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Malaysia:

a peek at up and comers…

GLOBAL GALLERY August 2001
Martin Bronstein’s astigmatic view of the world
of squash.

© 2001 All rights reserved.
photos © 2001, D Tessier, R Beck and V Winchell


GREAT TOURNAMENT, TERRIFIC RUMOURS.
First of all, a large pat on the back to A.J. Wong and his band of ultra
efficient volunteers for running a smooth-as-clockwork world junior champs
in Penang. I know from talking to so many players that they thought it
was a great tournament. From my own selfish viewpoint, the efficiency
of all concerned made my job so much easier. Not once did I get locked
in the club as I was desperately trying to get my stories out on the web.
And when we did finish, regardless of the hour, there was always a car
to take us back to the hotel.

Thanks
Malaysia.

At
a world event, there is a always a gathering of Org. people and rumors
abound. One said that incumbent World Squash Federation (WSF) president
Susie Simcock may be elected for a fourth term, despite the rules that
say that three terms (six years) is max.

One
of the key proponents of this move is George Mieras, director of the WSF
Championships Committee. When he spoke to Squashtalk he put forth a very
convincing case for amending the rules to allow Susie to go for a fourth
term.

“I
am usually a supporter of limited terms, because I think change is good.
But in Susie we have someone who is unique in three ways. Firstly, she
has a great deal of experience on the Olympic bid. Secondly she holds
key positions on global sports committees on her personality and not because
she is WSF president. And thirdly she is a massive asset because as a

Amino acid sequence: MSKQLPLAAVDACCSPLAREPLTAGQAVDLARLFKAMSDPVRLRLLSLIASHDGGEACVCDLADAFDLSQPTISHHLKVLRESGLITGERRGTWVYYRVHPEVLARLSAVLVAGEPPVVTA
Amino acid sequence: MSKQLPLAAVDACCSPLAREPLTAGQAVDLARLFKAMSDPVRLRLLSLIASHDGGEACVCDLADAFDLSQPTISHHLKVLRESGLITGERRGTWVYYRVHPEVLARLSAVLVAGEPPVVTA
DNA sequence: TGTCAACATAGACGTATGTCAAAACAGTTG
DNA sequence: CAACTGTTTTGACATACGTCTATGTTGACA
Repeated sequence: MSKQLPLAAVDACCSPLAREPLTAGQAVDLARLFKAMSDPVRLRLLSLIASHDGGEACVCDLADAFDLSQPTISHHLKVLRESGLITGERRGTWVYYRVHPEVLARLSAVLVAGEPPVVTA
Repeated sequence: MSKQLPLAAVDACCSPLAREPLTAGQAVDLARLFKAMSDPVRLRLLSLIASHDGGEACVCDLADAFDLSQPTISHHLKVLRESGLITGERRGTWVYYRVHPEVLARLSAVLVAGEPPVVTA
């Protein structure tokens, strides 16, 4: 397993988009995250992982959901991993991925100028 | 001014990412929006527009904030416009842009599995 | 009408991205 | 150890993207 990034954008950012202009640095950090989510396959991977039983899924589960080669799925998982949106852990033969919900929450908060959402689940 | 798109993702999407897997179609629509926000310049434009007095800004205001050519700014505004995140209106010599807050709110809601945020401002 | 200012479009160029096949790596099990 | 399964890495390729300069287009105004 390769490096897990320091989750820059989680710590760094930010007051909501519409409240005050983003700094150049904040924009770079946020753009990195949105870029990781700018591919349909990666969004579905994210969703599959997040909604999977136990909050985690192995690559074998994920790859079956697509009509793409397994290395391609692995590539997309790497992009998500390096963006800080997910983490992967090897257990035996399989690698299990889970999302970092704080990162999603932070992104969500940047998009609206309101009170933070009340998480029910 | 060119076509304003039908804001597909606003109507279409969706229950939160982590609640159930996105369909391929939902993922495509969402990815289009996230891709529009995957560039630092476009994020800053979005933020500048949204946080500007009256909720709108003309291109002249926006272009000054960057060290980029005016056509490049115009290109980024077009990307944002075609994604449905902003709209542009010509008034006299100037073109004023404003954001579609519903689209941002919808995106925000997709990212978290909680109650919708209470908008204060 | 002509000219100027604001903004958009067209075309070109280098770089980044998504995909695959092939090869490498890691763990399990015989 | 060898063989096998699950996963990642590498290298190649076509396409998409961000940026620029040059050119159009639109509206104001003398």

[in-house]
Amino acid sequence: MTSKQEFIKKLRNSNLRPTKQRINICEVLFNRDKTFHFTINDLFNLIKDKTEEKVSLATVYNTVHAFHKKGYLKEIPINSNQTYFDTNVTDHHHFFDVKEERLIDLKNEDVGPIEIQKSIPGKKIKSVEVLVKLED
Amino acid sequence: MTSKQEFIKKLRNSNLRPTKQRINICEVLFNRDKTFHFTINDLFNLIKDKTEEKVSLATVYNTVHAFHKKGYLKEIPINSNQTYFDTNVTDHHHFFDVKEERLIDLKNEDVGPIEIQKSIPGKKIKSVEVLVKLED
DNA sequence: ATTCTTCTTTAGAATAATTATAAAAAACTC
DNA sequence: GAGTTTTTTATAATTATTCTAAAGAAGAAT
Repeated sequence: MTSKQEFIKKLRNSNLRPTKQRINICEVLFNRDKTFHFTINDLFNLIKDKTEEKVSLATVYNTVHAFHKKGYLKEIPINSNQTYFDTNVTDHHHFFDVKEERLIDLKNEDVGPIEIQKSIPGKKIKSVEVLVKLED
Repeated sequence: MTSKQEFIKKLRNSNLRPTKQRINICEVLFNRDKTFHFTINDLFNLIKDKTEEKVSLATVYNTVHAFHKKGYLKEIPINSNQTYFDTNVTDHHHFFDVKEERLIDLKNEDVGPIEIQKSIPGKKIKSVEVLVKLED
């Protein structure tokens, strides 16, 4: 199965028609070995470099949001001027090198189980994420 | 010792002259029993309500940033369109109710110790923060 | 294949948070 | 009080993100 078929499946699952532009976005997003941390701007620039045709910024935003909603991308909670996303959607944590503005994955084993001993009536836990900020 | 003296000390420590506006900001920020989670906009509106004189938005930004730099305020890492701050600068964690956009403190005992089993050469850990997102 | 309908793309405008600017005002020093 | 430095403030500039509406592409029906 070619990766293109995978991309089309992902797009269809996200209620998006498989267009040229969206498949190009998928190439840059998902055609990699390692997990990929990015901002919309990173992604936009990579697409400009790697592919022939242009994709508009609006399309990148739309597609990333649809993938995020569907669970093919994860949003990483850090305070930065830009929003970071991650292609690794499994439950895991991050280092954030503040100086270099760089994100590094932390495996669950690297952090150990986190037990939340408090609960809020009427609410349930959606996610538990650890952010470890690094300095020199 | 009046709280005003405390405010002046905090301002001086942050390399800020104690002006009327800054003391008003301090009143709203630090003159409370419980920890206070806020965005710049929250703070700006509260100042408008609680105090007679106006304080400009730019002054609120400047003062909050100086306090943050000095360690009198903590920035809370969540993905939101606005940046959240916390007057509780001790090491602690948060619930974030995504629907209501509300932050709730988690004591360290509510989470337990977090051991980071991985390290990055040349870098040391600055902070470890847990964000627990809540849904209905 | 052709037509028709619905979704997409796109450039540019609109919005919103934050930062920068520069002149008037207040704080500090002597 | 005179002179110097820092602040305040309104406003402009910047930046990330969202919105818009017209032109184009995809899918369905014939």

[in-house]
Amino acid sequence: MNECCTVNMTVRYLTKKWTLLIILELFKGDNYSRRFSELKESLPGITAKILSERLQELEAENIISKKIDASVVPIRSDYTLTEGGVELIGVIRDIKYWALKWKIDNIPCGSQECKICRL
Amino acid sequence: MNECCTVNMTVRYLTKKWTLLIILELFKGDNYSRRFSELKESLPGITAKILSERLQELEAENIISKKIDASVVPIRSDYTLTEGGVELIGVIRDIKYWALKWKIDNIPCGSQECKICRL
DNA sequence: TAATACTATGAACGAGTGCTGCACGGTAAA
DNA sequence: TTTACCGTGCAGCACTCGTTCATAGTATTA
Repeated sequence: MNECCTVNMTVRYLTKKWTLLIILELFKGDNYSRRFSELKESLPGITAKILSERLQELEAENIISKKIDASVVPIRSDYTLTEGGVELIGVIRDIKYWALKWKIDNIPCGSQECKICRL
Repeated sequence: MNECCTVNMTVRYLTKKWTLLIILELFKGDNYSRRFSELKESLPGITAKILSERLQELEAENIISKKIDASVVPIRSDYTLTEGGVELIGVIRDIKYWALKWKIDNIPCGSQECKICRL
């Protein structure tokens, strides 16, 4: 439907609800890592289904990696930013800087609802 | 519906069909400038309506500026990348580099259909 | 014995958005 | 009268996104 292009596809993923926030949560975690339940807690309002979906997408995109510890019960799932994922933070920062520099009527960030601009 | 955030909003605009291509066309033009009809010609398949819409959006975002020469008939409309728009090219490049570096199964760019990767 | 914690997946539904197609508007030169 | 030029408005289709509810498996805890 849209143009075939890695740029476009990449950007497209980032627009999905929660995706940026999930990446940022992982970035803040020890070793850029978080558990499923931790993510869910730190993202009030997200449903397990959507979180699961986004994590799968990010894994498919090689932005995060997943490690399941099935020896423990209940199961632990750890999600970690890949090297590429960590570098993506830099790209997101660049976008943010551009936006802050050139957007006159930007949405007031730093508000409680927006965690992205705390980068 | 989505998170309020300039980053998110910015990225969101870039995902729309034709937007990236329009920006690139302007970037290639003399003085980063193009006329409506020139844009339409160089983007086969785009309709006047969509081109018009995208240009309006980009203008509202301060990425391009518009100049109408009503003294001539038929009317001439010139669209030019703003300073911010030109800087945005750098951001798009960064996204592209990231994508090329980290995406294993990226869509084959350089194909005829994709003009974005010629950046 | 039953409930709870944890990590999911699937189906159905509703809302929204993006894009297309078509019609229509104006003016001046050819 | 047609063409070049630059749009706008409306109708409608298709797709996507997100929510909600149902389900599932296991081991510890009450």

woman she commands attention in a male-dominated world. It would be very
silly to dispose of a key asset just because our rules,” George said.
The amendments will be discussed and voted on during the WSF meeting in
Melbourne in October.

Susie
is giving very careful consideration to George’s blandishments and her
answer will depend on many things not least of which is her ailing husband.
Other rumors say that WSF vice-president Mike Corby is keen to take the
presidency as is N. Ramachandran of India. Mr. Ramachandran is presently
being pilloried on the internet by people who infer that he ‘bought’ the
presidency of the Asian Squash Federation. And this is the ‘nicest’ of
the accusations against him, none of which have been proved and none of
which would I dare repeat on Squashtalk.

MORE
TROUBLE AT THE TOP

The English SRA (now known as England Squash) is thrown into more turmoil
with the news that the chief executive Stu Courtney, has resigned. I heard
over three months ago that Stu and England Squash president Mike Corby
were not seeing eye to eye. (Yes, the same Mike Corby as in the previous
paragraph. He is also president of the English Hockey Association having
been a whizz at hockey as well as squash, playing for England in both
sports.)


Stu is the fifth Chief executive in ten years and I am sorry to see him
go. He was the only one that I could talk to – and he would listen. He
won’t be around to see England squash move into their brand new offices
later this year, nor be around for the Commonwealth Games next year. Pity.

The
SRA have had continuing problems finding a fitting chief executive. In
Courtney they had a man who was one of the most gifted squash players
England has ever produced (it is still a delight to watch him play doubles),
a very good team manager and a man who got around the country in an attempt
heal the rift between the governing body and the county associations (it
was a federal vs. state sort of thing). At one time there was over a year’s
gap between chiefs during which time the organisation almost fell apart.
We wait with concern to see how quickly they replace Stu and, more importantly,
who they replace him with.

STILL
THE BEST FINAL

I finally got rid of my steam-driven video player and bought a new one